Steve McQueen is perhaps one of the most vital directors of the last decade – his three greatest successes coming in the form of Hunger, Shame, and, most recently, 12 Years a Slave. His films are melancholic, beautifully crafted pieces of art, laced with pathos and urgent political implication – mostly in Hunger (with its examination of the Irish Hunger Strikes) and 12 Years A Slave (the 2012 Best Picture Winner at the Oscars). The odder of the three is probably Shame – more of a desensitised character study of a sex addict in New York.
All films are united by McQueen’s penchant for beautifully crafted camera work, check out examples from Shame or Hunger to see why. He brings that same craft to his Burberry advert, each shot placed with perfection, framing his subjects within the confines of their hotel rooms, before slipping into handheld for the more sensuous naked shots.
All this considered, something seems almost vacuous and transient about the 3 minute video. The protagonist couple are trapped by their apartment surroundings – doorways, corridors, mirrors confining them. They only finding escape when naked together. The two are surrounded by materialism – bowties, lipsticks, mirrors, and, fundamentally, clothes. The liberation comes in the form of primal nakedness – clothing almost acting instead as an apology for having to conform to social norms.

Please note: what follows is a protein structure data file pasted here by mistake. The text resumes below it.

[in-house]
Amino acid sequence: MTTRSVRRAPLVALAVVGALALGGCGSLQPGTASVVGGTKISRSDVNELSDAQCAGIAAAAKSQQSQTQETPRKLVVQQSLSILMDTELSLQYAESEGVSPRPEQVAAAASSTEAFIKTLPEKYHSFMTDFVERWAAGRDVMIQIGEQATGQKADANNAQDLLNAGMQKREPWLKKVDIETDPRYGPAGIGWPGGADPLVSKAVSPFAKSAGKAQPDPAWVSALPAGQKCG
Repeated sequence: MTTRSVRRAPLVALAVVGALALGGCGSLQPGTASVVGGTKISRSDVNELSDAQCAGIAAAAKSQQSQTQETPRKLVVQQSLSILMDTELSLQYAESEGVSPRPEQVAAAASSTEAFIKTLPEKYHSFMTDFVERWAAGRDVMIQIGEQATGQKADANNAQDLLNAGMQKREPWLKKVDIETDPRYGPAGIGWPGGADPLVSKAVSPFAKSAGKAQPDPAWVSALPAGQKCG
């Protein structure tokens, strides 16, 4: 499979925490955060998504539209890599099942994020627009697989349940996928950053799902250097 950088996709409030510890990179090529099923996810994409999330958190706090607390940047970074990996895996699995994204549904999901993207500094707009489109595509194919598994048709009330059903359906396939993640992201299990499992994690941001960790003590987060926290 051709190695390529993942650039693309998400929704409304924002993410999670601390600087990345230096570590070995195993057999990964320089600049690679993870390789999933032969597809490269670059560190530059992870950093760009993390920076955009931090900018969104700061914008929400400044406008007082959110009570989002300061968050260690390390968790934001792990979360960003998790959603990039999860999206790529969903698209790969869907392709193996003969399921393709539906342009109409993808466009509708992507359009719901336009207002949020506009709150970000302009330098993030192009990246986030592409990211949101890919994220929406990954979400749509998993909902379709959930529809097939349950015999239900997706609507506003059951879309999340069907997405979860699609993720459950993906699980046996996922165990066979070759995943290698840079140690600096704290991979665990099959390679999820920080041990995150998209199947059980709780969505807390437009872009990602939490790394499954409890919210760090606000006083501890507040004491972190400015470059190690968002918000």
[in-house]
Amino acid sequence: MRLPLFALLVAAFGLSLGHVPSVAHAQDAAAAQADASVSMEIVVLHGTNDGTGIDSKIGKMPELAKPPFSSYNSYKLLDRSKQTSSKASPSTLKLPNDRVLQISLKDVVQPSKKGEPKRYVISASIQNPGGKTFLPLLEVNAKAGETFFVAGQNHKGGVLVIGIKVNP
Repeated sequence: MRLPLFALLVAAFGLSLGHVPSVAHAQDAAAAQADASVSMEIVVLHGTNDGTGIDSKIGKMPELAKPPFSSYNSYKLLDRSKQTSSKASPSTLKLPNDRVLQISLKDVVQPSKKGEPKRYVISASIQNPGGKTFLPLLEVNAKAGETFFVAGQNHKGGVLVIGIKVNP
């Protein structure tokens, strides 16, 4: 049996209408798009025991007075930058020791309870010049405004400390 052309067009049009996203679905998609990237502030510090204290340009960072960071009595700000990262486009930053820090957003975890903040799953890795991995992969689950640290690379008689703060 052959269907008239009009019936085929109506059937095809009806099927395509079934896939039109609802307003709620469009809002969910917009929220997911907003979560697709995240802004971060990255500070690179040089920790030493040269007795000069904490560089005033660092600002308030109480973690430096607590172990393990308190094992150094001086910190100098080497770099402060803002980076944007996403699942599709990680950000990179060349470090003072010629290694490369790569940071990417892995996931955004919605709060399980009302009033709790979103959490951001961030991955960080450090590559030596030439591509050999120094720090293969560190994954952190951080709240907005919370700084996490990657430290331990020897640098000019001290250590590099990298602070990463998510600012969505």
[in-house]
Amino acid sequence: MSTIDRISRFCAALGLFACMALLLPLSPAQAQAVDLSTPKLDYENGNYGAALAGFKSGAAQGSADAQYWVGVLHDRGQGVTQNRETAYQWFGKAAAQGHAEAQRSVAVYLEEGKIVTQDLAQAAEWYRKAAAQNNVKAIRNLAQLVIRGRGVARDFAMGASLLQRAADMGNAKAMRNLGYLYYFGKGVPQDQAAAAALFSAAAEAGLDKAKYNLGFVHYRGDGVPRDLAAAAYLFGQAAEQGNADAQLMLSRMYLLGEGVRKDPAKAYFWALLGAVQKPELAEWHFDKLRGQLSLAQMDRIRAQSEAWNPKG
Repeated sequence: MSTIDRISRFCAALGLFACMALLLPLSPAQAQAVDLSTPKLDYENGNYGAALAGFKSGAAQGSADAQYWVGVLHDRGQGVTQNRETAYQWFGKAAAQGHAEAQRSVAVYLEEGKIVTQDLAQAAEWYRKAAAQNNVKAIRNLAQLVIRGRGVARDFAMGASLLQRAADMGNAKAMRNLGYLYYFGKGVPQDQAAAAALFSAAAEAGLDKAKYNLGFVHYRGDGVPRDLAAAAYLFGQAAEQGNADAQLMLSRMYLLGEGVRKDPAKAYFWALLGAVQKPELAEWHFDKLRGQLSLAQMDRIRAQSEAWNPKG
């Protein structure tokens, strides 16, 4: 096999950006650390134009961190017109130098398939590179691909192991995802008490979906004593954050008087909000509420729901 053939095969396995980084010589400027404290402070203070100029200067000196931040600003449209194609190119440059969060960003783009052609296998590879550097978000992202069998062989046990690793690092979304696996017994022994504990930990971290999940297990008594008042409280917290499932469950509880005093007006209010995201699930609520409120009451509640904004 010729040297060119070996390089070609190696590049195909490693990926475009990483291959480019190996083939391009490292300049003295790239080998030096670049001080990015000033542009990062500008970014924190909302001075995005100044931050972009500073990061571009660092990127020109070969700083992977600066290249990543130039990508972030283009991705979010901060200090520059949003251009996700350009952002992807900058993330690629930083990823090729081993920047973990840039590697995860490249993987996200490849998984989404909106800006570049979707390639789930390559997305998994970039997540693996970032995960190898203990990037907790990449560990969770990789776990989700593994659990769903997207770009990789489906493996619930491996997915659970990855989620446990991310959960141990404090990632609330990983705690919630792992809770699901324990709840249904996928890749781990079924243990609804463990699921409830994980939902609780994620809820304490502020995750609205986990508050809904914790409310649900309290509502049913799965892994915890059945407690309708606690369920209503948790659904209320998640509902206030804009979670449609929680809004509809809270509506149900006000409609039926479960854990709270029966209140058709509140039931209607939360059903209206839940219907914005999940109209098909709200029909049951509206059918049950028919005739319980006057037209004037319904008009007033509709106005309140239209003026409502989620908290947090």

Given his need for more intrinsic truths in cinema, this was a strange choice for McQueen. Any film he produces is undoubtedly fantastic, but this feels like a strange choice for such a director. His versatility is nevertheless astounding – especially the use of shorter lens for the outdoor shots, before bringing things tight and claustrophobic indoors. It’s both recognisably McQueen, yet always open to innovation and creative flexibility. Check it out here:
Runner up for the week: Clemence Poesy provides the latest for the VS Magazine